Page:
Europe’s private equity market reaches highest level in decade

15 April 2019 6 min. read
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Europe’s private equity market has reached its highest level in a decade. The number of deals climbed 5.3% to 2,168 deals, together generating €262 billion in deal value, up 9% year-on-year.

The data, which stems from PwC’s ‘Private Equity Trend Report 2019’, shows that financial investors have ramped up their activity in buying and selling enterprises. “The private equity sector has for the first time returned to the pre-crisis level,” concluded the authors.

The uplift was entirely driven by buyouts rather than exits, a trend that was observed across Europe’s constituent national markets. 1,566 transactions were made, representing an annual increase of 11% to set yet a new post-crisis record. On a value basis, buyouts surged by 25% year-on-year to €175 billion, again the highest figure since the global financial crisis, as there was a stronger weighting towards larger deals.European Buyout Trends, 2013-2018

The largest buyout of 2018 was in the Benelux market: the takeover of Dutch chemicals group Nouryon, formerly the specialty chemicals division of AkzoNobel, by Carlyle Group and Singaporean sovereign wealth fund GIC. With a value of €10.1 billion, this deal accounted for one fifth of the top ten buyouts (€51 billion). In total, there were 47 buyouts valued at more than €1 billion, an annual uplift of 57% on the 30 European megadeals recorded in 2017. 

The second-largest deal of the year saw CVC Capital Partners, Public Sector Pension Investment Board and StepStone Group acquire Italian pharmaceuticals group Recordati for €6.3 billion. Spain claimed three of the top ten buyouts: CaixaBank, bought by Lone Star Funds for €5.6 billion; Naturgy, a 20% stake in which was acquired by CVC Capital Partners and Corporacion Financiera Alba; and Itinere Infraestructuras, 59% of which was purchased by Corsair Capital and APG Group.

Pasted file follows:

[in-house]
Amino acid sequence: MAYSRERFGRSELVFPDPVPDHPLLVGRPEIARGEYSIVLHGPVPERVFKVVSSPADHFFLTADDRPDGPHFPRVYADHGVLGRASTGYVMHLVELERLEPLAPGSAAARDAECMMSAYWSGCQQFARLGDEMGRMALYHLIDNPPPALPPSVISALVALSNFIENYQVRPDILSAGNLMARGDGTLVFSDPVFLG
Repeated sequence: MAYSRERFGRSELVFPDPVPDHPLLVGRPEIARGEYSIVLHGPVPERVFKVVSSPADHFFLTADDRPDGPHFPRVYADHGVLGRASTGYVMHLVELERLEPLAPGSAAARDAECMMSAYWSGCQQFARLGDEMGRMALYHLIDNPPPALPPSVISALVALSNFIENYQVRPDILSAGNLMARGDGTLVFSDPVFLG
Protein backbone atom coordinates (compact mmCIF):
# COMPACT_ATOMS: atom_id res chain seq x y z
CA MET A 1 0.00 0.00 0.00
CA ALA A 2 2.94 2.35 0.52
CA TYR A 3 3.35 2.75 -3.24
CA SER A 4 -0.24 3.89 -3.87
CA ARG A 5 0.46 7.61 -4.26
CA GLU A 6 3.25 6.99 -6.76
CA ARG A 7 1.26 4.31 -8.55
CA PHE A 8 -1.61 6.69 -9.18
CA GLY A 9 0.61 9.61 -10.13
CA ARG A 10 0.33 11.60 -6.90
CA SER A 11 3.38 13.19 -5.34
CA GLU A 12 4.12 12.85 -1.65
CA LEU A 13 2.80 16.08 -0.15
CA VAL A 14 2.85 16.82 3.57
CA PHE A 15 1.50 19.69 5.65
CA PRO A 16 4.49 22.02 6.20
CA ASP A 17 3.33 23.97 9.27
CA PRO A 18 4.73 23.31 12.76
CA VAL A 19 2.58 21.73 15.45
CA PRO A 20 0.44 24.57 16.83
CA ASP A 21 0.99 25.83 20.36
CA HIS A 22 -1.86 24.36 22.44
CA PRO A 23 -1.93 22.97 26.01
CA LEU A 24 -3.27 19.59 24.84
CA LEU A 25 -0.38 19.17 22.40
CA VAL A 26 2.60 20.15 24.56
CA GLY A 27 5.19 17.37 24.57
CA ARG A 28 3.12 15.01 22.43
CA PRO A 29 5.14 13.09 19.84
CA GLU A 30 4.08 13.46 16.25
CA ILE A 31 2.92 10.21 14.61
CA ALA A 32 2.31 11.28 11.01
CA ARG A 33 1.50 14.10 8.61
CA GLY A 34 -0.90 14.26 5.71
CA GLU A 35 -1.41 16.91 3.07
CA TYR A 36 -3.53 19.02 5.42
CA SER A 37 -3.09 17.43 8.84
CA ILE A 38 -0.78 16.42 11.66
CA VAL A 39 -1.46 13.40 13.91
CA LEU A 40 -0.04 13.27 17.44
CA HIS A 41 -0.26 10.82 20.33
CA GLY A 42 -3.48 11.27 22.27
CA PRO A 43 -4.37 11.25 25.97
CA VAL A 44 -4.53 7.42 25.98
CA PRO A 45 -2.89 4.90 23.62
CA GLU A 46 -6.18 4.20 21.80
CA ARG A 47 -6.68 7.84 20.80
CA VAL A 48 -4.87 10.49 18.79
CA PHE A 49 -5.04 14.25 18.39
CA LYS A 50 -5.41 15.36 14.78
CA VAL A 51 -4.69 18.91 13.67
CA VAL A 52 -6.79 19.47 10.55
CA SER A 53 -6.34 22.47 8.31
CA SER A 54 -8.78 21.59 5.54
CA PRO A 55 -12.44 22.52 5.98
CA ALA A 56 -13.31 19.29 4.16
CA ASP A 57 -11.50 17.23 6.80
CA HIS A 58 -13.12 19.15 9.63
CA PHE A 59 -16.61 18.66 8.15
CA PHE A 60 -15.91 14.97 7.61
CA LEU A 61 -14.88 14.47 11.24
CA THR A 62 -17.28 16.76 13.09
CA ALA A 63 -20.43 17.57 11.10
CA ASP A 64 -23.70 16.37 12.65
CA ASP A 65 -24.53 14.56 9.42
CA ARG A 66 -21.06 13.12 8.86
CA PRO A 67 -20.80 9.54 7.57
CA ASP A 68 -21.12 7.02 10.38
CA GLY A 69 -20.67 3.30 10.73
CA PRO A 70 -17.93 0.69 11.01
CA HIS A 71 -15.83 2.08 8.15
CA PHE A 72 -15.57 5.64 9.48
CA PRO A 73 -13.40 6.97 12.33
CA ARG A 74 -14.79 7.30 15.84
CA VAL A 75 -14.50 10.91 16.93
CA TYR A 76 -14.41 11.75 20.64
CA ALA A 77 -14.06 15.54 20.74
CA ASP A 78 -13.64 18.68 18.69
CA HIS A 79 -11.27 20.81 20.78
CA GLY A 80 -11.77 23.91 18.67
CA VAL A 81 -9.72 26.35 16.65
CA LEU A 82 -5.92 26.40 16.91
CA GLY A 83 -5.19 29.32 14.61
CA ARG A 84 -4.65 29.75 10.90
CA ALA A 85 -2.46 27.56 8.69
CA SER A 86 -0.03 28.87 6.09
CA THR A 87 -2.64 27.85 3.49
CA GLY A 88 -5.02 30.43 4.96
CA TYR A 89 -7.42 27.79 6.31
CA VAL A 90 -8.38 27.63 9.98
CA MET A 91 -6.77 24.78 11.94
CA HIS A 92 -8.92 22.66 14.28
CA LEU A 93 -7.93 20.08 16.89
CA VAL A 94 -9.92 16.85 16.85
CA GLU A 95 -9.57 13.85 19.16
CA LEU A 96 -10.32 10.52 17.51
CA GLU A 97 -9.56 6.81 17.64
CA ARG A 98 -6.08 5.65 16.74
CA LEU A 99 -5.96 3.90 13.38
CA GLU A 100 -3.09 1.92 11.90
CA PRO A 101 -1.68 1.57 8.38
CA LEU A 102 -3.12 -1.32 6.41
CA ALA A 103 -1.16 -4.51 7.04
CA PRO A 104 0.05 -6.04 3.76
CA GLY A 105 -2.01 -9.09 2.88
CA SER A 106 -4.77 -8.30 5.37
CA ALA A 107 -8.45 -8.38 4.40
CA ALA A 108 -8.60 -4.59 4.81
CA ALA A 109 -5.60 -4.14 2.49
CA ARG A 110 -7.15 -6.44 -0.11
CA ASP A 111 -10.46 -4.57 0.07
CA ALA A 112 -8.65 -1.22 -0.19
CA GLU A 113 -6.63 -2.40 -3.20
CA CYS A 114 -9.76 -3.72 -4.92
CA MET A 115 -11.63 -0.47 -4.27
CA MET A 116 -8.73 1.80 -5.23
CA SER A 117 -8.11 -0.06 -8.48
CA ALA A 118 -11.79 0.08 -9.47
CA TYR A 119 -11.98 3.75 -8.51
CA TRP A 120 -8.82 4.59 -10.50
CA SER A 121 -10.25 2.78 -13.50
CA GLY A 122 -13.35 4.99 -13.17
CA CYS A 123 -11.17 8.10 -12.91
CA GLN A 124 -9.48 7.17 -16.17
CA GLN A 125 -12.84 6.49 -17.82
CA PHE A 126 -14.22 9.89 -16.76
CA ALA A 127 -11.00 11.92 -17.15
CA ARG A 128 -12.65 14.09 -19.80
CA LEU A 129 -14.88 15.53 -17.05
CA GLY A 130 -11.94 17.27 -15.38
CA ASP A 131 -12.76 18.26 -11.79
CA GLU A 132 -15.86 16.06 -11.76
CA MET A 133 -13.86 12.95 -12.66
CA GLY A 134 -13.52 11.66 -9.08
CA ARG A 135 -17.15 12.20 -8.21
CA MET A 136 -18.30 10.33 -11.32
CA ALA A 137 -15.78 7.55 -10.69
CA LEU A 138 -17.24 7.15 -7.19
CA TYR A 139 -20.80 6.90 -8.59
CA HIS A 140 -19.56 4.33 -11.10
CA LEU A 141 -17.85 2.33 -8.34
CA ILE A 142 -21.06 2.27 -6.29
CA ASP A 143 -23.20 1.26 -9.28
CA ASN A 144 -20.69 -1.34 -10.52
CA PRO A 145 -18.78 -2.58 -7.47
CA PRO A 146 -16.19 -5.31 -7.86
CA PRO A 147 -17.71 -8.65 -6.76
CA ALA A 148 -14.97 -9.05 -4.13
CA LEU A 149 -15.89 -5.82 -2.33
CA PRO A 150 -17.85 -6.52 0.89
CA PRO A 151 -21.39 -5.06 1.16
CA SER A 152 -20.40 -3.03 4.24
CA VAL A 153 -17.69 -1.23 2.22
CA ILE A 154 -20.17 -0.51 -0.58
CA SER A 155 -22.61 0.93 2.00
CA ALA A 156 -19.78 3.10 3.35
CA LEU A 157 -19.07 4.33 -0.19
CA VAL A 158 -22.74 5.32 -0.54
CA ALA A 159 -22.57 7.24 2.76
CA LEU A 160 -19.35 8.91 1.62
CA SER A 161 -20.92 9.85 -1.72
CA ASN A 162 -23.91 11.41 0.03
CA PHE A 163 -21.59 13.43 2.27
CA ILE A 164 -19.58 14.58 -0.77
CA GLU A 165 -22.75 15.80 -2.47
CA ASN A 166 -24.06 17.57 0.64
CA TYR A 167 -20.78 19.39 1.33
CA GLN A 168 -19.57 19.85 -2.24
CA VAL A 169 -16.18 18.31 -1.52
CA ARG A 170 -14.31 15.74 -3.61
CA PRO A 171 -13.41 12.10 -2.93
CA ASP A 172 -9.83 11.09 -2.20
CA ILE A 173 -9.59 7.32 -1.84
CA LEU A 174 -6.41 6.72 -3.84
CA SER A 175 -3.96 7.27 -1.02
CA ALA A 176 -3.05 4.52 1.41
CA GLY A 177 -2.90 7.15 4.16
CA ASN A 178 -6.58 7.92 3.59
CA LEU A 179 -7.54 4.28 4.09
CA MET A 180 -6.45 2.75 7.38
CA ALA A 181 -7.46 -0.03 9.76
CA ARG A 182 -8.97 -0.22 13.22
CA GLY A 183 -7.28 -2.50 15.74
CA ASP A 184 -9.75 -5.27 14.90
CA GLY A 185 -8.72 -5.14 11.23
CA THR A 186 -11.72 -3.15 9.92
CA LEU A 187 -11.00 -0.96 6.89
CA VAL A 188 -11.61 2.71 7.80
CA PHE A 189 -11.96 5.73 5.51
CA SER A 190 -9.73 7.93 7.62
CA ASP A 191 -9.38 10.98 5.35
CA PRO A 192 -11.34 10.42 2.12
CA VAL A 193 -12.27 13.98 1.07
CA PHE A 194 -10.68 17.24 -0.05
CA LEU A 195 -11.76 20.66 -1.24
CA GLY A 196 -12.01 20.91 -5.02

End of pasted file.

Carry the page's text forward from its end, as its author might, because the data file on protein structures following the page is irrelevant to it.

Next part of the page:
Meanwhile, Germany and the UK were the only other countries to have more than one deal in the top ten in 2018. In Germany, Caisse de Depot et Placement du Quebec, Ontario Teachers’ Pension Plan and Partners Group bought industrial automation company Techem for €4.6 billion.

Exits subdued

Exits were however a different story in 2018, with activity being far more subdued than on the buyout front. There were 945 company sales during the year worth a combined €139 billion. This represents annual falls of -4.5% and -13.1% respectively, and the weakest exit activity since 2014.European Exit Trends, 2013-2018

The largest sale of the year was a 50% stake in Gatwick Airport, divested by Global Infrastructure Partners to VINCI Airports, in a deal valued at €6 billion. The UK is the only country in Europe in 2018 that had more than one top ten exit, claiming four spots. The remaining three were Sky Betting and Gaming, sold by CVC Capital Partners to The Stars Group for €4.5 billion; pharma group BTG, sold for €3.5 billion; and EMI Music Publishing, acquired by Sony Corporation from Mubadala Investment Company for €3 billion.